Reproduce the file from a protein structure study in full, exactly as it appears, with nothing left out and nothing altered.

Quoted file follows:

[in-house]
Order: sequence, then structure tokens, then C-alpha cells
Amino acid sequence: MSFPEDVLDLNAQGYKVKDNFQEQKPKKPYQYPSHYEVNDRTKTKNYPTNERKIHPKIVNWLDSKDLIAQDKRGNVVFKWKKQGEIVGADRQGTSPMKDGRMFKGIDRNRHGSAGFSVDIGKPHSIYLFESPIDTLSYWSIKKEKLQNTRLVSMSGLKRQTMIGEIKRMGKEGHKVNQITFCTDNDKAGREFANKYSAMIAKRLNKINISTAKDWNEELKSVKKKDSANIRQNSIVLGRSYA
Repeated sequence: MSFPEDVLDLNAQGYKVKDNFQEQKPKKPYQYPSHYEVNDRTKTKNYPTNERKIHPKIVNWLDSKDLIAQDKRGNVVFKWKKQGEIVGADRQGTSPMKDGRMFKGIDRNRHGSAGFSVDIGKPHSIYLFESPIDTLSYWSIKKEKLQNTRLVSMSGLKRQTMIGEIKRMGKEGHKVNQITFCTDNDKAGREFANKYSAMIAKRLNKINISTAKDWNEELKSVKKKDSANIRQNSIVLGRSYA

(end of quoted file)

[in-house]
Order: sequence, then structure tokens, then C-alpha cells
Amino acid sequence: MSFPEDVLDLNAQGYKVKDNFQEQKPKKPYQYPSHYEVNDRTKTKNYPTNERKIHPKIVNWLDSKDLIAQDKRGNVVFKWKKQGEIVGADRQGTSPMKDGRMFKGIDRNRHGSAGFSVDIGKPHSIYLFESPIDTLSYWSIKKEKLQNTRLVSMSGLKRQTMIGEIKRMGKEGHKVNQITFCTDNDKAGREFANKYSAMIAKRLNKINISTAKDWNEELKSVKKKDSANIRQNSIVLGRSYA
Repeated sequence: MSFPEDVLDLNAQGYKVKDNFQEQKPKKPYQYPSHYEVNDRTKTKNYPTNERKIHPKIVNWLDSKDLIAQDKRGNVVFKWKKQGEIVGADRQGTSPMKDGRMFKGIDRNRHGSAGFSVDIGKPHSIYLFESPIDTLSYWSIKKEKLQNTRLVSMSGLKRQTMIGEIKRMGKEGHKVNQITFCTDNDKAGREFANKYSAMIAKRLNKINISTAKDWNEELKSVKKKDSANIRQNSIVLGRSYA